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New Zealand Herald

Kylie Jones - Taxi Driver – Super Investigation - Bob To Go - Phone Survey - Bank Inquiry? - Doctor Retraining - Doctor Retraining - Olympic Torch - Freak Hail - Waterfront Skyscraper - Lyprinol Charges - State Highway Patrol

KYLIE JONES: Detectives are wrestling with a number of mysteries in their hunt for the killer of young Auckland journalist Kylie Jones, stabbed in a brutal attack near her Glen Innes home. Her shoes and some of the clothing she was wearing have not been found, despite a painstaking search of the area where her body was discovered.

TAXI DRIVER: Police have cordoned off Moera Street in Lower Hutt street, following the violent death of a taxi driver overnight. The man was found lying in the street around eight o'clock last night, suffering from serious injuries received in an apparent beating.

SUPER INVESTIGATION: Police are investigating a Government Superannuation Fund employee who pocketed about $1 million through murky foreign exchange dealings. Financial sources claimed yesterday that the employee had used inside information from the Government fund - which invests the pension savings of MPs, judges, police, the military and other civil servants - for personal profit.

BOB TO GO: Prime Minister Helen Clark held a secret meeting with controversial Labour Party president Bob Harvey yesterday aimed at negotiating his dignified exit from the race for another term as party boss. A spokesman for Helen Clark said that there would be no comment on such an internal matter as Mr Harvey's future.

PHONE SURVEY: Auckland companies are putting more effort into answering their phones - but one that should know better took the longest to pick up the receiver in a survey this week. The Herald phoned seven companies at 10 am, 12.30 pm, 4 pm and 8 pm on Wednesday to find out how long customers had to wait on hold if they needed an answer to a question about their account, driving licence or student loan.

BANK INQUIRY?: Banks could feel the heat of a parliamentary inquiry into bank charges, as discontent simmers over costs to consumers and business. Commerce Minister Paul Swain wants the commerce select committee to conduct the inquiry.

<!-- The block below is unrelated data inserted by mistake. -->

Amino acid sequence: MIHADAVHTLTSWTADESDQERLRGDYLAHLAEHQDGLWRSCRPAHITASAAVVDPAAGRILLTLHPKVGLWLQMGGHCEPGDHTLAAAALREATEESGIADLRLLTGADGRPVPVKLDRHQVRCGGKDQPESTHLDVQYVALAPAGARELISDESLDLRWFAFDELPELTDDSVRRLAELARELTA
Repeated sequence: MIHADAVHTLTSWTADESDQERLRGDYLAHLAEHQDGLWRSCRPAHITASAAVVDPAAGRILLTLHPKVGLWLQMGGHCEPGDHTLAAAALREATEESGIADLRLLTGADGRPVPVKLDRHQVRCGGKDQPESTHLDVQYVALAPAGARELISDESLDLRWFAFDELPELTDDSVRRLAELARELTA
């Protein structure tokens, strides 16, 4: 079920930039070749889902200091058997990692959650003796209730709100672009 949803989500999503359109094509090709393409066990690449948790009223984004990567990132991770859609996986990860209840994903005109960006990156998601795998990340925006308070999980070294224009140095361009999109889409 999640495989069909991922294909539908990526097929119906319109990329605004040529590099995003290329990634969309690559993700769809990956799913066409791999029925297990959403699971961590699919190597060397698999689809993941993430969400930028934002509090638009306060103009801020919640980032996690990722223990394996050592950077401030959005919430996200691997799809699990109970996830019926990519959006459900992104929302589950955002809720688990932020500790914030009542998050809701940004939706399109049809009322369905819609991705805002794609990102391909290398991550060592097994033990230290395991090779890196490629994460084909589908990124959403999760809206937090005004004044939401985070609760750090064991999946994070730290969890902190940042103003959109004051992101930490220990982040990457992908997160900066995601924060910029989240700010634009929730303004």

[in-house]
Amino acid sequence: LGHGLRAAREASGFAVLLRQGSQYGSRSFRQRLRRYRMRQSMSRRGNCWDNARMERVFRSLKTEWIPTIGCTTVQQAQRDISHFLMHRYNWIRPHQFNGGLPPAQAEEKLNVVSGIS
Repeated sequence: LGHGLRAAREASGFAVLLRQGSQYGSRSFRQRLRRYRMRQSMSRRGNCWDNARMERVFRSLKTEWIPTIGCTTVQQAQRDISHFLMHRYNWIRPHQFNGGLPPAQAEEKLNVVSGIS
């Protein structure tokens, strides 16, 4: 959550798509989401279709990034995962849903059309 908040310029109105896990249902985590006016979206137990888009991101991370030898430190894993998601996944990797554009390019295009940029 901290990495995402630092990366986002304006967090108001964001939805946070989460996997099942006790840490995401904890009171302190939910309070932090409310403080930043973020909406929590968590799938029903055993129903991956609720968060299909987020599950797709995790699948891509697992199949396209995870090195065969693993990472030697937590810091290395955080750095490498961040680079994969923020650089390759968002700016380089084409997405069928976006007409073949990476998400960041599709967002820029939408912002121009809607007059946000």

DOCTOR RETRAINING: Health Minister Annette King has announced an $11.8 million retraining package for foreign doctors designed to get them back into the workforce. The money will be spent over the next three years on bridging programmes for overseas-trained doctors who arrived here between 1991 and 1995.

OLYMPIC TORCH: ULURU - The Olympic flame began its journey through the nation that will host this year's Games in one of its most isolated but famous areas. After crossing the Tasman from New Zealand, the flame was flown to the Yulara in Australia's outback to start its 100-day journey around the country.

FREAK HAIL: The freak hail that hit parts of Auckland on Wednesday night was caused by a "breeding ground" of thunderstorms in the Pacific Ocean. Cars were damaged and houses flooded as about 150mm of hail fell in the Albany and Torbay area before 8.30 pm.

WATERFRONT SKYSCRAPER: Like it or not, work on the AMP skyscraper on the Auckland waterfront has started. The first piles for the building have been driven on the site in lower Albert St. Demolition of the Downtown Convention Centre should be finished in about 10 days.

LYPRINOL CHARGES: Eighteen charges have been laid against two companies and some of their staff over the sale, distribution and advertising of the green-lipped mussel extract Lyprinol. News of its potential to cure cancer was released from an Australian university days before the product was launched on to the New Zealand market last July.

STATE HIGHWAY PATROL: A 225-strong state highway patrol force will be policing our roads by Christmas under a $152 million road safety programme. Plans for the patrol force - which will be in addition to existing police numbers - were unveiled in Hamilton yesterday, along with a boost for community road safety and education projects.

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